Raise your hand if you’re an android user.
Raise your hand if you’re an Apple user.
Raise your hand if you made the switch from android to Apple?
*Inserts hand raise*
It’s fair to say we have all found ourselves on one side or perhaps both sides of this dead-end debate. The phone type do you prefer questions followed by the plethora of shameless camera feature comparisons; we’re all guilty. Whichever side of the “phone line” you find yourself on is your personal choice. Ultimately, we should have the consumer rights and freedom to choose our phone type, carrier, and service options. However, the determination to capture data has appeared to supersede personal choice. It’s almost as if choice no longer matters.
Quite a few small and even some major business owners have switched to using an Apple due to its privacy features; specially requiring an Apple ID. The added layer of security creates some level of assurance for many users who use their phones daily (like most of us) to conduct business transactions. That means a lot of time spent on Apple phones, but does this mean added layers of protection from data intrusion?
According to a recent article in Forbes written by John Koetsier, Apple has been fined by Italy over----you guessed it, PRIVACY! Italy believes that Apple has violated consumer rights and is engaging in unfair commercial practices. “One of the key problems, according to Italy’s competition authority, is that Apple is forcing iPhone owners to use a non-optional Apple ID that is tied to ad targeting without disclosure.”
What Italy is essentially saying here is that:
1. Apple requires users to have an Apple ID
2. Apple tells people that this is for security, support, reporting, backing up, archiving, and so on.
3. However, Apple also uses Apple IDs for ad targeting in the App Store by Apple Search Ads.
And that, Italy’s competition authority says, is misleading and harmful. Apple is using people’s data for commercial practices without disclosing it at the point of account creation, and it’s non-optional because you can’t operate an Apple device without an Apple ID.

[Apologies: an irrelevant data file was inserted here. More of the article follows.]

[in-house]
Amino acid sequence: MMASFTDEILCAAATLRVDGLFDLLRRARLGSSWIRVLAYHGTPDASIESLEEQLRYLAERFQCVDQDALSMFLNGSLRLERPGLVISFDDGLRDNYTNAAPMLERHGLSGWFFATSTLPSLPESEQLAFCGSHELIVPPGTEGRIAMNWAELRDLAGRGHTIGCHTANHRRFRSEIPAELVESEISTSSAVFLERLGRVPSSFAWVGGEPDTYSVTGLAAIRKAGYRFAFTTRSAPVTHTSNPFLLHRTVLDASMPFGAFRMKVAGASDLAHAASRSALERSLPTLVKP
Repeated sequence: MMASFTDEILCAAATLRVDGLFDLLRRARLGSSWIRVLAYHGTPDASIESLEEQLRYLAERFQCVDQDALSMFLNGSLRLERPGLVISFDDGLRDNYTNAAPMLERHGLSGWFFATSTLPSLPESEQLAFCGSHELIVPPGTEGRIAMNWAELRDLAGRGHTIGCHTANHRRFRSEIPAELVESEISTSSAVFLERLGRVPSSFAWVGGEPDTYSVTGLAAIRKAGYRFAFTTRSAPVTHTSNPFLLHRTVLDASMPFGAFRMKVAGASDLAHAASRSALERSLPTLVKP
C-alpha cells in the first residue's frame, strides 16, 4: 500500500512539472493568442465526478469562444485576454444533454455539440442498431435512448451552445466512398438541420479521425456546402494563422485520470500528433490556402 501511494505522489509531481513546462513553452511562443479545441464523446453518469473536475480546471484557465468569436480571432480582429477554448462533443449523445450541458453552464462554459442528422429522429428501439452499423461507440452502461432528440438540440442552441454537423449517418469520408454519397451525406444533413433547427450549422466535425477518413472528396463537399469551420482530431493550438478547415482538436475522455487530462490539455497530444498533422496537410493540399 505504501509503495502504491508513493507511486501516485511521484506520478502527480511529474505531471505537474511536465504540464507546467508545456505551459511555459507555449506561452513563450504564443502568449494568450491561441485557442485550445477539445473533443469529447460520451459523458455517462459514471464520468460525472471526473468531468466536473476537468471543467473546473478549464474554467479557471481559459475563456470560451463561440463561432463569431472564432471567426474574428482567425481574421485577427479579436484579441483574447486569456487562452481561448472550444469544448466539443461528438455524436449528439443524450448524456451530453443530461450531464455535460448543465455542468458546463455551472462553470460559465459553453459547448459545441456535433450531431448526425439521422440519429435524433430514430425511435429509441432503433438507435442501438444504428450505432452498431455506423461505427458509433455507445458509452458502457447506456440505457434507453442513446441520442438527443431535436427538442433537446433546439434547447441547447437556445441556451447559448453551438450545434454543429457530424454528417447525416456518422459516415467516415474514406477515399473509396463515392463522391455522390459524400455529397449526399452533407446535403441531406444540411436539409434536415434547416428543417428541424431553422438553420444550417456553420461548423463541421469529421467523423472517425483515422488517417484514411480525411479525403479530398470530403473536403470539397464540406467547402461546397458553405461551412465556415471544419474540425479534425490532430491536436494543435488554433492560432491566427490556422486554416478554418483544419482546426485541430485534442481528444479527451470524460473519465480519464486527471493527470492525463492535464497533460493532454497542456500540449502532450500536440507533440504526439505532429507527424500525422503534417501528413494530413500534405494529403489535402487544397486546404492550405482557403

The reality here is somewhat tricky and nuanced.
Italy is right that an Apple ID is essential, and that Apple does not immediately disclose that ad targeting may happen at some point in the future. However, Apple does not target individual people, and is likely rationalizing the existing account creation process because any eventual Apple Search Ads targeting that may happen is not granular and not personalized. Instead, Apple Search Ads uses differential privacy, creating segments of at least 5,000 people who have similar characteristics. That way marketers can target someone like you rather than precisely you: they get to serve their ads to someone who is likely to be interested; you get to maintain the privacy, at least, of being in a crowd and not being personally identifiable.”
Is this the same Apple from the Garden of Eden? Did we bite off this apple only to be deceived and cat fished into believing our privacy is being protected by giant Tech? Apple has not yet responded and offered their full take on this fine. However, we hope their clapback is not a generic dose of jargon pinpointed to profit and hope it be one that eases the mind of the people. In the words of Jay-z “Can I (we) live?”
We’ve been informing you much of this year how real this cyber game is. It’s data over everything and many of us have yet to realize the importance of protection on all levels. Whether you’re a small business owner or a social media influencer; remaining mindful of the devices you use, the sites you patronize, and the data you selectively and electively share is CRITICAL. As we close out 2021, conduct some cyber business house cleaning and evaluate if your virtual house is in order. Have you REALLY read the fine print?
Not sure where to begin?
We have some experts who can help you in real time create a real game plan. At Nine Mile we believe prevention is the best protection. We can help and have the tools and know how to support you.